"Doesn't anybody stay in one place anymore?" Carole King asked musically.
Well, researchers at the Barna Group have the answer: More and more Americans are doing so. And Jeff Brumley of the Baptist News Global operation looks at whether people staying put is a good thing or a bad thing for congregations.
First let me say that Jeff is a longtime friend and a veteran religion reporter. Still, what we have here is what GetReligion folks call a "Got news?" story. It's a trend in a religious publication that is certainly worthy of coverage by folks in mainstream newsrooms.
Pulling from the Barna survey, Brumley says most people nowadays -- 59 percent -- are certain or fairly sure they’ll never move again.
Normally, that would be good news for churches, which thrive on stable communities. But not necessarily this time, Brumley says, quoting Baptist minister Kevin Collison:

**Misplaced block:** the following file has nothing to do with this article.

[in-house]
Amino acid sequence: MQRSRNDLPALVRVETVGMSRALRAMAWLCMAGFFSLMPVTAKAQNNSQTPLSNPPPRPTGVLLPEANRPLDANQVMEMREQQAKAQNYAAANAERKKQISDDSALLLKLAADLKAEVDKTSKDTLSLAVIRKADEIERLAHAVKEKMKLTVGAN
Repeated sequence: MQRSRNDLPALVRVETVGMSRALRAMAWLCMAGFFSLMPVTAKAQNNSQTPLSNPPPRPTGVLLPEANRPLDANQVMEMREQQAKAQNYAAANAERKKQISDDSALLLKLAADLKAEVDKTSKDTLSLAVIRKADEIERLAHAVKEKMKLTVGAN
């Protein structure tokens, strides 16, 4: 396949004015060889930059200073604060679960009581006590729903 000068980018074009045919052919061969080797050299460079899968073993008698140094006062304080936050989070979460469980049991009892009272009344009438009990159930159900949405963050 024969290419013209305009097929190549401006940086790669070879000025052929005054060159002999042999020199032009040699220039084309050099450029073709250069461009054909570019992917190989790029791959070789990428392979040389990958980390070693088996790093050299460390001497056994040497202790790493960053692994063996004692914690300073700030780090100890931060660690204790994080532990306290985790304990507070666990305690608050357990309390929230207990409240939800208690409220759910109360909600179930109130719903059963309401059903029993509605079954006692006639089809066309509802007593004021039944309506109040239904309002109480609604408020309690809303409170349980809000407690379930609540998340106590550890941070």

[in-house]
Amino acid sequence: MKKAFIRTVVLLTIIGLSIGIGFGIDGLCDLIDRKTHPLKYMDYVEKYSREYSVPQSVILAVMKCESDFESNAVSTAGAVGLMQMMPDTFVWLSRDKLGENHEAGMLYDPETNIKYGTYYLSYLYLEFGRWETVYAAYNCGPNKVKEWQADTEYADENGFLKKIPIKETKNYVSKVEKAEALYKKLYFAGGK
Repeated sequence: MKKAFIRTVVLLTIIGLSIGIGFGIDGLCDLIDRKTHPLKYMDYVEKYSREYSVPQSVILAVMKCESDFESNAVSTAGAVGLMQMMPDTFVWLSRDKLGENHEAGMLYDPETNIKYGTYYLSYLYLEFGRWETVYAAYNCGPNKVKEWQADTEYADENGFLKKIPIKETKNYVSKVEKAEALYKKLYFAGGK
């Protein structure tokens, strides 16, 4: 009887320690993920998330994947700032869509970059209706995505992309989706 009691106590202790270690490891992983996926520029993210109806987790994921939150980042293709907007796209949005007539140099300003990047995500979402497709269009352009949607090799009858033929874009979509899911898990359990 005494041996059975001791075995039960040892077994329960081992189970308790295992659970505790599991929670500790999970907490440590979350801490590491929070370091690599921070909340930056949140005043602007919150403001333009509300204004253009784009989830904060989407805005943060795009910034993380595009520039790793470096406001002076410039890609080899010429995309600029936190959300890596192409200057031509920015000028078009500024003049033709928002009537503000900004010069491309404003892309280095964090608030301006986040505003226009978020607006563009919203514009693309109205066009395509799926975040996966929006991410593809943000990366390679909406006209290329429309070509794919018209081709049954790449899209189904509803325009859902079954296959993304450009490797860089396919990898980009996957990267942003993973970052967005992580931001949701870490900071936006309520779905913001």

"The church has to realize we are now in competition with other community forces," he said. "CrossFit may be their community, more maybe the microbrewery is their community."
Ditto for coffee shops and farmers’ markets, Collison added. In other words, people staying put may present as many challenges for congregations as it does opportunities, he said.
The Baptist Press story quotes a good variety of sources. Besides Pastor Collison, there's David Hull of the Center for Healthy Churches and Roxanne Stone of Barna. (However, Stone is only quoted via the organization's website.)
Hull spells out another ramification of people's reluctance to move -- a reluctance of clergy to change venues: